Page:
Most speeches were half-policy, half-criticisms of Clinton and Trump, though Clinton received much more invective and boos from the speakers and audience than Trump. There was also a notable amount of profanity – not to mention several obscene Monica Lewinsky jokes – for a political rally, one that included many young children in the crowd. But most stuck to key progressive issues.
“We must protect our land and our water from big oil companies!” exclaimed Daniel Clark, a 25-year-old Sanders delegate from Mt. Pleasant, who said he was a Clinton-backing Democrat before learning more about her. “We need to stop endless wars! We need to get big money out of politics! And, last but not least, we need to raise the minimum wage to a living wage of $15/hour!”
Finally, Stein, who actually arrived relatively early and sat to watch the full event, began her remarks. In the news last week for being charged for vandalism of a pipeline section in North Dakota, she recounted a Native American prophecy she was told recently and how it related to the current struggle against the Bakken and Keystone pipelines.
“We are facing down a crisis of human rights, a crisis of our water supply,” Stein said. “We are standing up to stop a crisis of our climate. We cannot afford not one more pipeline. It is the time to be dismantling our pipelines … We need to begin to phase out fossil fuels so we have zero fossil fuels by 2030. A Green New Deal is how we fix it.”
Part of that solution was through industrial hemp. She related other cannabis topics to issues like immigration.
“To fix the crisis of immigration, the most important thing we can do is to stop causing it in the first place. We say to Donald Trump, we don’t need no friggin wall, we just need to stop invading other countries. And to stop NAFTA, and to stop the war on drugs,” Stein said.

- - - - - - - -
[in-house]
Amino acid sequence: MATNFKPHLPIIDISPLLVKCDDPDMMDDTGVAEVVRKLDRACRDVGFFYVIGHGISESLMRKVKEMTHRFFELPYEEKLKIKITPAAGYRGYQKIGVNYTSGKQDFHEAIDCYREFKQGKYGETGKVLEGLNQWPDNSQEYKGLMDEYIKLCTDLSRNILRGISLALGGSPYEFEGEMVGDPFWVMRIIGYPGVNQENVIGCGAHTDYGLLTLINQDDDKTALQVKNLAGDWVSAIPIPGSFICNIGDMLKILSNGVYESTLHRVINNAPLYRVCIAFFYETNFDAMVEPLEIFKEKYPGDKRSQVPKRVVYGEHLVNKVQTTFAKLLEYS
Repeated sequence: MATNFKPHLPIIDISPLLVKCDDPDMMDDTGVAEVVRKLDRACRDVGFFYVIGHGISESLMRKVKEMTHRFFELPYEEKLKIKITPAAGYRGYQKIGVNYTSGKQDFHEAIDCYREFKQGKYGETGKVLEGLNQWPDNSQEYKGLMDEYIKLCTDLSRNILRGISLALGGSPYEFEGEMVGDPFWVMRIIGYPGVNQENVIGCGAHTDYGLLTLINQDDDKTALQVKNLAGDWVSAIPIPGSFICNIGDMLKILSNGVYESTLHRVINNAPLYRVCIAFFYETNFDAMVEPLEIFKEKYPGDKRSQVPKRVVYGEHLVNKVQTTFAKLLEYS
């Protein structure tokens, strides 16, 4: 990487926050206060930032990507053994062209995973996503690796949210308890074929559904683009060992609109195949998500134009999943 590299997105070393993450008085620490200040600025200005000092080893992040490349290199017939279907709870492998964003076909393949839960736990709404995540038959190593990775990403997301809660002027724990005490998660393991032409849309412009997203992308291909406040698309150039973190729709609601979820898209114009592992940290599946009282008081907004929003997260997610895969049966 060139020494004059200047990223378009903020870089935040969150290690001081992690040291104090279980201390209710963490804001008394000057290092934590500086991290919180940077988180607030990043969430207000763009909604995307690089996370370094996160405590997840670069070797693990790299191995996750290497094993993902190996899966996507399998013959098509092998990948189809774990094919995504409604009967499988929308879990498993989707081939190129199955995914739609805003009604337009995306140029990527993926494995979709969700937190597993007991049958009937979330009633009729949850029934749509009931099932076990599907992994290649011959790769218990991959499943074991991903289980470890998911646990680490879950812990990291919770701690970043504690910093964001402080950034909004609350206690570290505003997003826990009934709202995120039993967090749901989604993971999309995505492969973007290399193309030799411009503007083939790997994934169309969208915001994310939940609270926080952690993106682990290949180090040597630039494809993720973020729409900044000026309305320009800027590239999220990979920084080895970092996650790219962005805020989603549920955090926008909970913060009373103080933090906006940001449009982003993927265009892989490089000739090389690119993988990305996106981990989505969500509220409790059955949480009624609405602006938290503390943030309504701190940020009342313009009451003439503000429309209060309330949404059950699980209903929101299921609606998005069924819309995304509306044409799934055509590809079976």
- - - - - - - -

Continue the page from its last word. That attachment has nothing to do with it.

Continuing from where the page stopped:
For an event held on September 11th, there was no mention of the terrorist attacks 15 years ago, but Stein did lay large parts of the blame for the creation of ISIS and Al Qaeda at the feet of the United States’ foreign policy.
She and many attendees were also very aware of the arguments made against people voting Green Party this year and looked to counter them.
“Forget this ‘lesser evil’ propaganda,” Stein said. “The lesser evil and the greater evil are in a race to the bottom. The differences between the parties – there may be some, but I wouldn’t stretch my brain too hard to try to figure out which one is the greater and which one is the lesser … The differences will not save your job, they will not save your life, they will not save our planet.”
Stein finished up the event by taking a large group picture in front of the Capitol with her supporters. Afterward she met briefly with the press, and Starting Line asked if she had any advice for her supporters on how to vote down-ballot, since Stein is the only Green Party candidate on the ballot anywhere in Iowa.
“Where there’s green, vote green, where there’s not, vote for the most progressive you see without regard for the party label,” she replied.
by Pat Rynard